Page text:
CSIRO’s Operating Model is designed to support the successful execution of our strategy and delivery of our goals.

Operating model

CSIRO’s Operating Model defines the roles, relationships and accountabilities of leaders and operating units in CSIRO. It contains our processes for planning, investment, review and reporting, and the CSIRO Policy Framework.

Further information is available on CSIRO's Leadership and governance.

Legislation and government policy

CSIRO is an Australian Government statutory authority constituted and operating under the provisions of the Science and Industry Research Act 1949 (SIR Act).

CSIRO’s primary functions are to:

  • carry out scientific research to:
    • assist Australian industry and to further the interests of the Australian community
    • contribute to national and international objectives and responsibilities of the Commonwealth
  • encourage or facilitate the application and use of the results of CSIRO scientific research.

Our secondary functions include international scientific liaison, training of research workers, publication of research results, technology transfer of other research, provision of scientific services and dissemination of information about science and technology.

Reporting, accountability and other rules for CSIRO’s operations are set out in the Commonwealth Authorities and Companies Act 1997 (CAC Act).

Pursuant to a service agreement, CSIRO provides administrative support services to the Trustee of the SIEF consistent with the Science and Industry Endowment Act 1926. The Fund has its own governance structure.

In October 2012, CSIRO submitted an annual Compliance Report to the Australian Government regarding the Organisation’s compliance with the CAC Act and its financial sustainability.

General policies of the Australian Government that applied to CSIRO in 2012–13 under Section 28 of the CAC Act are: Commonwealth Fraud Control Policy; Australian Government Foreign Exchange Risk Management Guidelines; and Outsourcing of Information Technology Infrastructure Services. In addition, CSIRO has complied with the Commonwealth Procurement Rules as they apply to CSIRO.

Responsible Minister

As at 30 June 20131 the responsible ministers were:

  • The Hon Dr Craig Emerson MP, Minister for Tertiary Education, Skills, Science and Research
  • Senator the Hon Don Farrell, Minister for Science and Research.

Other responsible Ministers during 2012–13 were:

  • The Hon Chris Bowen MP, Minister for Tertiary Education, Skills, Science and Research from 4 February 2013 to 25 March 2013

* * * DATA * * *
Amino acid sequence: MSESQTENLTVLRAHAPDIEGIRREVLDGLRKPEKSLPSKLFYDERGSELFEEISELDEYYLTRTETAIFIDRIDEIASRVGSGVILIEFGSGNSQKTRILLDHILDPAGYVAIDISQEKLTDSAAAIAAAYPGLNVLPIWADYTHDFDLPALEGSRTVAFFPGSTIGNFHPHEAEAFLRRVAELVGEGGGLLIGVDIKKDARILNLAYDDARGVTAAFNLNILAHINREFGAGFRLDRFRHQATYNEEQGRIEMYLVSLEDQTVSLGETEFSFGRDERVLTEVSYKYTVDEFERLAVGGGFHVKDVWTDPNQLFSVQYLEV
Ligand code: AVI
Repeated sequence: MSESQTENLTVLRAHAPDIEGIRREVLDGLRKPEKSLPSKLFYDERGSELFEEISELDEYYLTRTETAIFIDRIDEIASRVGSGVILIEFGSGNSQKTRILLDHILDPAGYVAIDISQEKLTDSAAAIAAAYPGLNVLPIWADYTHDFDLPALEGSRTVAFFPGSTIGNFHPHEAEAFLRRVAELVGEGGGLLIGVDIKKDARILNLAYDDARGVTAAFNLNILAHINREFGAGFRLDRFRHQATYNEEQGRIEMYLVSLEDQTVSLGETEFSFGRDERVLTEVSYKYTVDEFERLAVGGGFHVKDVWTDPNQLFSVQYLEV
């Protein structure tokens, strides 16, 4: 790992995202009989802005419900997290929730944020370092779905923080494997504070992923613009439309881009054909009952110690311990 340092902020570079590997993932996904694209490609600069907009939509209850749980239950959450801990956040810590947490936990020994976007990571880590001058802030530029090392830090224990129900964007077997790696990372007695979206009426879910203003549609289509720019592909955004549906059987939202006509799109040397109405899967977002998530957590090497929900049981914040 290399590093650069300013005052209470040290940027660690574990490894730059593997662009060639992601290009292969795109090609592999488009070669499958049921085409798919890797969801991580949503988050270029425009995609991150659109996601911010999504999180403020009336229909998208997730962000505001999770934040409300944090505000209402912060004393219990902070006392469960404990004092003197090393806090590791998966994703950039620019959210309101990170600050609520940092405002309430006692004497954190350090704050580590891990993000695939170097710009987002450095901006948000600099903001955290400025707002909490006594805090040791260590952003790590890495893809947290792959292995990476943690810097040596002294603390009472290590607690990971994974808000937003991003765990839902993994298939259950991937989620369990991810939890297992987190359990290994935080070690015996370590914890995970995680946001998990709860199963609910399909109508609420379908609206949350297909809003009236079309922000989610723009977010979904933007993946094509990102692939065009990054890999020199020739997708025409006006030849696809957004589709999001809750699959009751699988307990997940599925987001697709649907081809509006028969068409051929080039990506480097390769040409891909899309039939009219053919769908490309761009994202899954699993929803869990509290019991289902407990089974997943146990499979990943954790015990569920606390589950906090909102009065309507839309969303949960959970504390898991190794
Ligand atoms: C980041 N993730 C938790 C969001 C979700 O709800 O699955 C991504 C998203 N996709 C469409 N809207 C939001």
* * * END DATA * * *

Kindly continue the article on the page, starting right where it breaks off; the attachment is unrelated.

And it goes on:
• Senator the Hon Christopher Evans, Minister for Tertiary Education, Skills, Science and Research from 14 December 2011 to 4 February 2013.

Under the SIR and CAC Acts, the Minister has power to:

  • add to the purposes for which CSIRO may carry out scientific research (SIR Act, section 9)
  • provide to the CSIRO Board in writing, directions and guidelines with respect to the performance of the functions, or the exercise of the powers, of the Board or of the Organisation (SIR Act, section 13).

The Minister provides CSIRO with a Statement of Expectations and the Board responds with a Statement of Intent. These documents can be found at: Statement of Expectations and Statement of Intent.

The Public Research Agency Charter, signed by the Minister and the Board, provides guidance to CSIRO and its researchers on providing scientific advice and engaging in public debate. The Charter can be found at: Public Research Agency Charter with the CSIRO .

The 2011–15 Quadrennium Funding Agreement between the Government and CSIRO was signed in February 2013.

Ministerial directions and notifications

No new directions were received in 2012–13. The CSIRO 2011–14 Enterprise Agreement was developed in accordance with the Ministerial direction regarding compliance with the Australian Government Employment Bargaining Framework.

Eighteen notifications of significant events under Section 15 and 16 of the CAC Act were made to the Minister during 2012–13. These related to participation in research centres and alliances, licence agreements, equity transactions and major research and infrastructure projects.

  1. Prime Minister Kevin Rudd was sworn in on 27 June 2013. The new Rudd Ministry sworn in on 1 July 2013 includes: Senator the Hon Kim Carr, Minister for Innovation, Industry, Science and Research, and Minister for Higher Education.

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